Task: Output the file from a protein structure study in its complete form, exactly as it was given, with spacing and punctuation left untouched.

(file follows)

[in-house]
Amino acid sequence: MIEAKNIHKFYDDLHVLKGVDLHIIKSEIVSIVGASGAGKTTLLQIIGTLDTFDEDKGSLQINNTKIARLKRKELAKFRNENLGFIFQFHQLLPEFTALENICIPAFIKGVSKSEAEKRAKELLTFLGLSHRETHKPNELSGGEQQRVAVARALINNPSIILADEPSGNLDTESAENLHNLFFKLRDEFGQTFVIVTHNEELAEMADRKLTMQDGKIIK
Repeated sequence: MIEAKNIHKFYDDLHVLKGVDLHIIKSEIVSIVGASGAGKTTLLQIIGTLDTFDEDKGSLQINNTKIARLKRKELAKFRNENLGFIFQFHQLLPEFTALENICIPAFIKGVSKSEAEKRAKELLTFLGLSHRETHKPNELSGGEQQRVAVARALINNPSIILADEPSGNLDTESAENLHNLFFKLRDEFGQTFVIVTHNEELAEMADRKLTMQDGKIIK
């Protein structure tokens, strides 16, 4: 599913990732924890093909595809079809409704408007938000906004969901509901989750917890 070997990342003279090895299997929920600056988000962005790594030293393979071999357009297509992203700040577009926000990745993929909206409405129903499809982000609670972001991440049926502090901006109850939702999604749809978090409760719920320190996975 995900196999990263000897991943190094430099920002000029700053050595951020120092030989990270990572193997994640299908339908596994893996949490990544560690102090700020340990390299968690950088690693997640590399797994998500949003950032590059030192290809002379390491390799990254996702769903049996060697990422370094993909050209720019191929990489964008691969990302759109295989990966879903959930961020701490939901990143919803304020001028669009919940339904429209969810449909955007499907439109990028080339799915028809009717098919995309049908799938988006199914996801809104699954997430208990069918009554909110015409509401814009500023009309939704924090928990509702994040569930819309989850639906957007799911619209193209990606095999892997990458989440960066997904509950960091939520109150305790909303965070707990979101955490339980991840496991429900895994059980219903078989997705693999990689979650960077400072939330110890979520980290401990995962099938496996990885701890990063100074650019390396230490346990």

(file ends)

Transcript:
[in-house]
Amino acid sequence: MIEAKNIHKFYDDLHVLKGVDLHIIKSEIVSIVGASGAGKTTLLQIIGTLDTFDEDKGSLQINNTKIARLKRKELAKFRNENLGFIFQFHQLLPEFTALENICIPAFIKGVSKSEAEKRAKELLTFLGLSHRETHKPNELSGGEQQRVAVARALINNPSIILADEPSGNLDTESAENLHNLFFKLRDEFGQTFVIVTHNEELAEMADRKLTMQDGKIIK
Repeated sequence: MIEAKNIHKFYDDLHVLKGVDLHIIKSEIVSIVGASGAGKTTLLQIIGTLDTFDEDKGSLQINNTKIARLKRKELAKFRNENLGFIFQFHQLLPEFTALENICIPAFIKGVSKSEAEKRAKELLTFLGLSHRETHKPNELSGGEQQRVAVARALINNPSIILADEPSGNLDTESAENLHNLFFKLRDEFGQTFVIVTHNEELAEMADRKLTMQDGKIIK
């Protein structure tokens, strides 16, 4: 599913990732924890093909595809079809409704408007938000906004969901509901989750917890 070997990342003279090895299997929920600056988000962005790594030293393979071999357009297509992203700040577009926000990745993929909206409405129903499809982000609670972001991440049926502090901006109850939702999604749809978090409760719920320190996975 995900196999990263000897991943190094430099920002000029700053050595951020120092030989990270990572193997994640299908339908596994893996949490990544560690102090700020340990390299968690950088690693997640590399797994998500949003950032590059030192290809002379390491390799990254996702769903049996060697990422370094993909050209720019191929990489964008691969990302759109295989990966879903959930961020701490939901990143919803304020001028669009919940339904429209969810449909955007499907439109990028080339799915028809009717098919995309049908799938988006199914996801809104699954997430208990069918009554909110015409509401814009500023009309939704924090928990509702994040569930819309989850639906957007799911619209193209990606095999892997990458989440960066997904509950960091939520109150305790909303965070707990979101955490339980991840496991429900895994059980219903078989997705693999990689979650960077400072939330110890979520980290401990995962099938496996990885701890990063100074650019390396230490346990």